Who’s IGNORANT Now?😆😆😆

  38. J_ag,
    What’s your beef with international organizations or liberalization the way we see it? You’ve got the traits of an anti-foreignist nutcase. Get over it.

  39. J_ag,
    You seem to have an anti-WB, IMF or anti-foreignist biased. Your posts are so colored with it. Get off it, buddy, it’s clouding your better judgment. If India and China are so FDI-restrictive, why are they still getting more foreign investments than we are? And they still have a lot of corruption too. The Constitution is keeping us poor. We’re trying to relate cause to effect here, while you’re relating effect to non-cause.

  40. Nice article! Removing foreign restrictions was the original purpose of FVR’s charter change but Cory and her minions thought that their interests (elites) are under threat so they claimed that the charter change was to extend FVR’s term to scare the people off.. so I doubt Mama’s boy Abnoy will want to change his mother’s constitution.. even though, he can’t understand every single word in it…

  41. This in many ways, that our Philippines Government[Oligarchy] can be more insidious and worse than being an outright socialist.

    “Excuse me. Let me further explain.”

    Socialism is a system where the Philippines government[oligarchies] directly owns and manages businesses. Corporatism is a system where businesses are nominally in private hands, (this is the catch phrase words “private hands“) but are in fact controlled by the [Trapos]government. In a corporatist state, [trapos]government[oligarchy] officials often act in collusion with their favored business interests to design polices that give those interests a monopoly position, to the detriment of both competitors and consumers.

    Yes, a great example of this Socialism and Corporatism is Manny Villar and many others…[…]   

    Geezzz…, how I hate this word “COLLUSION” and how our Filipino government are so entrench with the systems it promotes to our own people, not alone, our nation. Very degrading to our Filipino communities, if I may so.

    The way things are going with the Aquino’s administration, in less than two weeks, looks like, or maybe seems like, the Trapos are back at it again.

    Wake up, Pinoy-in-Pinas.

  42. palahubug99 permalink

    To implement changes in the protectionist 1987 constitution, you would need a majority vote in the oligarchy-dominated batasan which is why I don’t think this will ever happen. The ruling elite families prefer the way things are now. Why change? They’ve got it made for generations to come.

  43. boombox permalink

    Noynoy = “Dunno” boy…

  44. poipoi permalink

    this country is dying slowly! but it will be a blast of failure now with noynoy!

    -erap
    -gloria
    – (and now) noynoy
    OMG!

  45. J_ag permalink

    Wow now the ignorant one says that one can separte fiscal policy from monetary policy… Fiscal and monetary policy are two sides of one coin.. This must be hard for weak brains to understand…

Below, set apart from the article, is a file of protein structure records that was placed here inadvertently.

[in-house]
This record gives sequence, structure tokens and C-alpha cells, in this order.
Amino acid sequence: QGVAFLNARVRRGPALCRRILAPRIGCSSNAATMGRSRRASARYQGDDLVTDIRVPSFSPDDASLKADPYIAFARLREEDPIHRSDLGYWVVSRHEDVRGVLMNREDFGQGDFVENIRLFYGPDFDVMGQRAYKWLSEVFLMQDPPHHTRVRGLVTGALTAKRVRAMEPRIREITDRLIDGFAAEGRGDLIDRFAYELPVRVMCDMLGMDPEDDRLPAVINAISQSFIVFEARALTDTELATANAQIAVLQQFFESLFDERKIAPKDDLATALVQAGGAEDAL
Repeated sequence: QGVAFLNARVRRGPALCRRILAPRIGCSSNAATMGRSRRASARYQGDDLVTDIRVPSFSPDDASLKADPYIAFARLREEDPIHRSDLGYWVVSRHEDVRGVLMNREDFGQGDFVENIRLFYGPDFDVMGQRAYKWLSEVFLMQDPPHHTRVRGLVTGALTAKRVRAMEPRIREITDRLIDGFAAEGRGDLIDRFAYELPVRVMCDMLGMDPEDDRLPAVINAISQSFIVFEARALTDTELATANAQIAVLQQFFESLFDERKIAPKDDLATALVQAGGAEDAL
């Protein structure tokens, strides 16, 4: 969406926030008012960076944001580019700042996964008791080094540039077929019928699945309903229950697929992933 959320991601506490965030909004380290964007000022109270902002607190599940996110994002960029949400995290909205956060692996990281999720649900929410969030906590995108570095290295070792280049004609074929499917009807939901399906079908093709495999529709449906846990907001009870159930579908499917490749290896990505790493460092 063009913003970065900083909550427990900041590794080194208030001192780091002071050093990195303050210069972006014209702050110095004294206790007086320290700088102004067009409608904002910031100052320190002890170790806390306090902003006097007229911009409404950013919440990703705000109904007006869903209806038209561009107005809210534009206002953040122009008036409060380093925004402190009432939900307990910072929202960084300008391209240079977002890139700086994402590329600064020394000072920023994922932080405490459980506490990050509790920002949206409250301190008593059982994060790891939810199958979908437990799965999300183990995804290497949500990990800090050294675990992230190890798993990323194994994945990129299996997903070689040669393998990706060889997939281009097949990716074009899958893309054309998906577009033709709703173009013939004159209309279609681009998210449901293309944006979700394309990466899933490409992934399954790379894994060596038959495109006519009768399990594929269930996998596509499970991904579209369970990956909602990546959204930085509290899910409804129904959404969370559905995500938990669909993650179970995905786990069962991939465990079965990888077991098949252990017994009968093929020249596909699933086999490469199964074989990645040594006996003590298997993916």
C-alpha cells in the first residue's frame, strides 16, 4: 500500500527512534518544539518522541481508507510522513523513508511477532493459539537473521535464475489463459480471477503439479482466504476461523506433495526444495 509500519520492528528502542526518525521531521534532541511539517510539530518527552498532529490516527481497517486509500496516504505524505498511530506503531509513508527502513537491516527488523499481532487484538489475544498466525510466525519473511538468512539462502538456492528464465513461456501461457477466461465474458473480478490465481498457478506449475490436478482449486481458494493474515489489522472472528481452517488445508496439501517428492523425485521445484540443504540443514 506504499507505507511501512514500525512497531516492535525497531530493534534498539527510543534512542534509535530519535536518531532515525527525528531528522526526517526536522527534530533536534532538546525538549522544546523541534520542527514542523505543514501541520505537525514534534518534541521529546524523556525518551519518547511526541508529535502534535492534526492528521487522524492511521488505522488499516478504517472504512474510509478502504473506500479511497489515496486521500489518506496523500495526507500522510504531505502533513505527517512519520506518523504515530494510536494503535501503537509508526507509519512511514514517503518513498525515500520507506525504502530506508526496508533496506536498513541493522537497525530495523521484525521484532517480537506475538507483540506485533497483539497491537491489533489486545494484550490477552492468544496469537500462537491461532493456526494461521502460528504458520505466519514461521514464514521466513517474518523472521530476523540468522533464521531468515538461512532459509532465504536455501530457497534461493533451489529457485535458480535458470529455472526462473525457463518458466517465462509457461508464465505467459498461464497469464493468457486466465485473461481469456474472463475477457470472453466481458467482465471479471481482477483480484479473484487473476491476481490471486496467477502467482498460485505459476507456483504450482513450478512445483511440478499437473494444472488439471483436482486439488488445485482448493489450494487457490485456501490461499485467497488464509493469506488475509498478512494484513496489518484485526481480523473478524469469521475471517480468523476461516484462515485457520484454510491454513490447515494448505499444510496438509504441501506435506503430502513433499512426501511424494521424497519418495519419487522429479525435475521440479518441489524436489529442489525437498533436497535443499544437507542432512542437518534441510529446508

Fiscal policy is taxation of all forms. The fiat currency is the medium for one to pay taxes to the state. Otherwise people would bring rice or goods to pay their taxes. Kings used to just that. Currency created by state law.

    Who sets the short term price for credit? The state…

    No need to burden the ignorant one with the fractional reserve system… and the functions of the Treasury Department…

  46. J_ag permalink

    “The rules of the game has chnged gloablly too. The Washington Consensus policies and the undelying ideology of market fundamentalism are dead. In the past, there might have been a debate over whether
    there was a level playing field between developed and less developed countries; now there can be no debate. The poor coountires simply can’t back up their enterprises in the way that rich do, and this alters the risks that they can undertake. They have seen the risks of glablization badly managed. But the hoped for reforms in how globalization is managed still seem on the distant horizon.” Joseph Stiglitz, Free fall..

    Now even Stiglitz will be branded as leftie for calling for a review of the IMF-WB-U.S. Treasury misgovernment of the world economy. In case of fire call them commies…..

    Who elected them anyway????

    As for the ignorant one :On foreigners of non Indian extraction read between the lines for the qualifier.

    There is a big difference between theory and practice for the ignorant.

    Q.7 Can a foreign national who is a person resident in India purchase immovable property in India?

    A.7. Yes, but the person concerned would have to obtain the approvals, and fulfil the requirements if any, prescribed by other authorities, such as the concerned State Government, etc However, a foreign national resident in India who is a citizen of Pakistan, Bangladesh, Sri Lanka, Afghanistan, China, Iran, Nepal and Bhutan would require prior approval of Reserve Bank. Such requests are considered by Reserve Bank in consultation with the Government of India.

    Q.8 Can an office of a foreign company purchase immovable property in India?